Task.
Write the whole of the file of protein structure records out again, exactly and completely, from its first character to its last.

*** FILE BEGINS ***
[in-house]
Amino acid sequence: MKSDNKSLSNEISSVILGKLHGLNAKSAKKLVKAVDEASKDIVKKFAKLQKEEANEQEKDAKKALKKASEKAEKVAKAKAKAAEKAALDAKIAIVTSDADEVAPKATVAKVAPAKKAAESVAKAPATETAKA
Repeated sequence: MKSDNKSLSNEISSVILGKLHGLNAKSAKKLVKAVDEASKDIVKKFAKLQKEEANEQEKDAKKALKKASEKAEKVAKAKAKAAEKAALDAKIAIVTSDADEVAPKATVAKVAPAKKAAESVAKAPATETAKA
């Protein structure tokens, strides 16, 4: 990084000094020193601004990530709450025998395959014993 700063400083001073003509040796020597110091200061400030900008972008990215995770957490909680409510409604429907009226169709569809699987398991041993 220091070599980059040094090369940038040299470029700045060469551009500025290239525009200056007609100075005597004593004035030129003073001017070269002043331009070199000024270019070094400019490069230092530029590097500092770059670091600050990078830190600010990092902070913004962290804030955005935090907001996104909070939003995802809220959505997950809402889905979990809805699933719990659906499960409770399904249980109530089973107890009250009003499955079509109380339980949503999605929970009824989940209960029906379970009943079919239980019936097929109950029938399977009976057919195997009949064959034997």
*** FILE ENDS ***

[in-house]
Amino acid sequence: MKSDNKSLSNEISSVILGKLHGLNAKSAKKLVKAVDEASKDIVKKFAKLQKEEANEQEKDAKKALKKASEKAEKVAKAKAKAAEKAALDAKIAIVTSDADEVAPKATVAKVAPAKKAAESVAKAPATETAKA
Repeated sequence: MKSDNKSLSNEISSVILGKLHGLNAKSAKKLVKAVDEASKDIVKKFAKLQKEEANEQEKDAKKALKKASEKAEKVAKAKAKAAEKAALDAKIAIVTSDADEVAPKATVAKVAPAKKAAESVAKAPATETAKA
């Protein structure tokens, strides 16, 4: 990084000094020193601004990530709450025998395959014993 700063400083001073003509040796020597110091200061400030900008972008990215995770957490909680409510409604429907009226169709569809699987398991041993 220091070599980059040094090369940038040299470029700045060469551009500025290239525009200056007609100075005597004593004035030129003073001017070269002043331009070199000024270019070094400019490069230092530029590097500092770059670091600050990078830190600010990092902070913004962290804030955005935090907001996104909070939003995802809220959505997950809402889905979990809805699933719990659906499960409770399904249980109530089973107890009250009003499955079509109380339980949503999605929970009824989940209960029906379970009943079919239980019936097929109950029938399977009976057919195997009949064959034997």